• Interestingly the one pack (Vege Brand) that mentions “lightly salted” has more salt than all the others by a long way!
        • Note that both these VEGE chips have similar,  and more, sodium than the Smiths Originals! The sweet potato chips save you about half the sodium so are a better choice if you need to cut down. 

How their ingredients stack up

Here’s what you’ll spot on their Ingredient Lists: 

Sweet Potato Chips

Sweet potato, vegetable oil, sea salt.

Vege Chips 4 Pack Edited

VEGE Chips

Cassava 60%, tapioca flour, high-oleic sunflower oil, sugar, shallot leaf, salt, sesame seeds. 

VEGE Lentil Chips

Potato starch, lentil flour, sunflower oil, sea salt, curcumin. 

Potato chips

Potato, Vegetable oil, salt.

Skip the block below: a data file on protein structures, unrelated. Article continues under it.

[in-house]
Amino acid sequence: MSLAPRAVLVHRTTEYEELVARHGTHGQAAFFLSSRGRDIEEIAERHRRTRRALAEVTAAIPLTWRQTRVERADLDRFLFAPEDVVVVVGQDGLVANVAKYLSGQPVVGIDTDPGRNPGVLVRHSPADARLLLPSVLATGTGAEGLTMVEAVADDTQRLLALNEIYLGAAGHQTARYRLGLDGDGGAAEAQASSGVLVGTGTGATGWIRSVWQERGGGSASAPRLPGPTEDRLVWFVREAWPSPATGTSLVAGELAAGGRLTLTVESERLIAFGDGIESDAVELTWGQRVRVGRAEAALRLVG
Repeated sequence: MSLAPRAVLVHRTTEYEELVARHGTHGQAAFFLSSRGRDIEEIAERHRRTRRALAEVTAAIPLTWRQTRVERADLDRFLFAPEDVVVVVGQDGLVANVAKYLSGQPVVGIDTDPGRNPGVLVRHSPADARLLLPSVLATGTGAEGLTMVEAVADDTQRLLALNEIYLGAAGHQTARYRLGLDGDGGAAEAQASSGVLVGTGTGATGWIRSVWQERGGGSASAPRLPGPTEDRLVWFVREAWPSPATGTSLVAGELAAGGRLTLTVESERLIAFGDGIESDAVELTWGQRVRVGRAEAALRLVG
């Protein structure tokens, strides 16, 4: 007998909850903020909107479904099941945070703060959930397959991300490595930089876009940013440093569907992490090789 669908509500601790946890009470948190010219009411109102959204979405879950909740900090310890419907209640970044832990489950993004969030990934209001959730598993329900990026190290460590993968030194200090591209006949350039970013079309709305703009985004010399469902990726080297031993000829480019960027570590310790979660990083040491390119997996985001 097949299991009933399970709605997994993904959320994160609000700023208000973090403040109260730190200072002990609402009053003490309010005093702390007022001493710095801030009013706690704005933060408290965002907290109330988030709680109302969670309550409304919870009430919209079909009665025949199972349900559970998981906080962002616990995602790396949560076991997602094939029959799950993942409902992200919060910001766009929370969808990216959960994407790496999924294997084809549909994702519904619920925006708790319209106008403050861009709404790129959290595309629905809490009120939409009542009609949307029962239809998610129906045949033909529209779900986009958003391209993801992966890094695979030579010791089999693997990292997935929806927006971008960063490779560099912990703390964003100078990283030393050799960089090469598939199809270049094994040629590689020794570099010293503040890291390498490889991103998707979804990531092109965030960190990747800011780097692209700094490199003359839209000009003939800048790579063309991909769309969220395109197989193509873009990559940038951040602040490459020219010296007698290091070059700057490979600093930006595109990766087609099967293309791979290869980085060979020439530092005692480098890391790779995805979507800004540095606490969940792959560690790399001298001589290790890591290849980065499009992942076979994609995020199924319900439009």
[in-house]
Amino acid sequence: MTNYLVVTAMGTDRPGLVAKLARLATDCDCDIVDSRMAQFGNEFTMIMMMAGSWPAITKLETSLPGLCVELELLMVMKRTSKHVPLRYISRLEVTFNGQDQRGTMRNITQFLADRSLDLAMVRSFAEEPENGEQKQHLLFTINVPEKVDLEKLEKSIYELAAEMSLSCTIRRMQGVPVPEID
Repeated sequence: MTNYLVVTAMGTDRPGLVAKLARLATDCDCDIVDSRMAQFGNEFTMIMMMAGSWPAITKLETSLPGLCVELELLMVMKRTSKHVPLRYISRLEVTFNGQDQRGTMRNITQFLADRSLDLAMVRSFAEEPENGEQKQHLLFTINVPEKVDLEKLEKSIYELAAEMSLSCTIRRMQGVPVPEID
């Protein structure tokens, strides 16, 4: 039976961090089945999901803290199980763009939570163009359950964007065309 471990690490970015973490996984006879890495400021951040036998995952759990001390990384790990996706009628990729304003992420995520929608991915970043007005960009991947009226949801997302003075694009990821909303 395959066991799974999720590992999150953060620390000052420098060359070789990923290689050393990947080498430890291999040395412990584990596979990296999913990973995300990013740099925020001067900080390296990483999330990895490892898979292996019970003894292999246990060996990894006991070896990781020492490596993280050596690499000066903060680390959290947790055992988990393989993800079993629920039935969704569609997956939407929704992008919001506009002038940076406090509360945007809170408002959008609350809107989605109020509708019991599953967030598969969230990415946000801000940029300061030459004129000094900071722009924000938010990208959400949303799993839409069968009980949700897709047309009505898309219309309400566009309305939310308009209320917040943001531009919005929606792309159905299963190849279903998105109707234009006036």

• For all three, I prefer the shorter list where everything can be recognised 
  • They’re all free of gluten, nut, egg and dairy, making them suitable for coeliacs or those with allergies/intolerances. 
  • VEGE Natural Chips are made from cassava, a South American vegetable similar to a yam, and tapioca flour (the starch extracted from the cassava plant). Neither of these are particularly nutritious. 
  • Cassava is a starchy root vegetable similar to the potato but with double the kilojoules and carbohydrates.
  • VEGE Lentil Deli Crisps have potato starch as their major ingredient, followed by lentil flour. I.e. these lentil chips are mainly potato starch, not lentils! The percentage of lentil flour should be declared on the Ingredient List but isn’t which is a breach of the food code.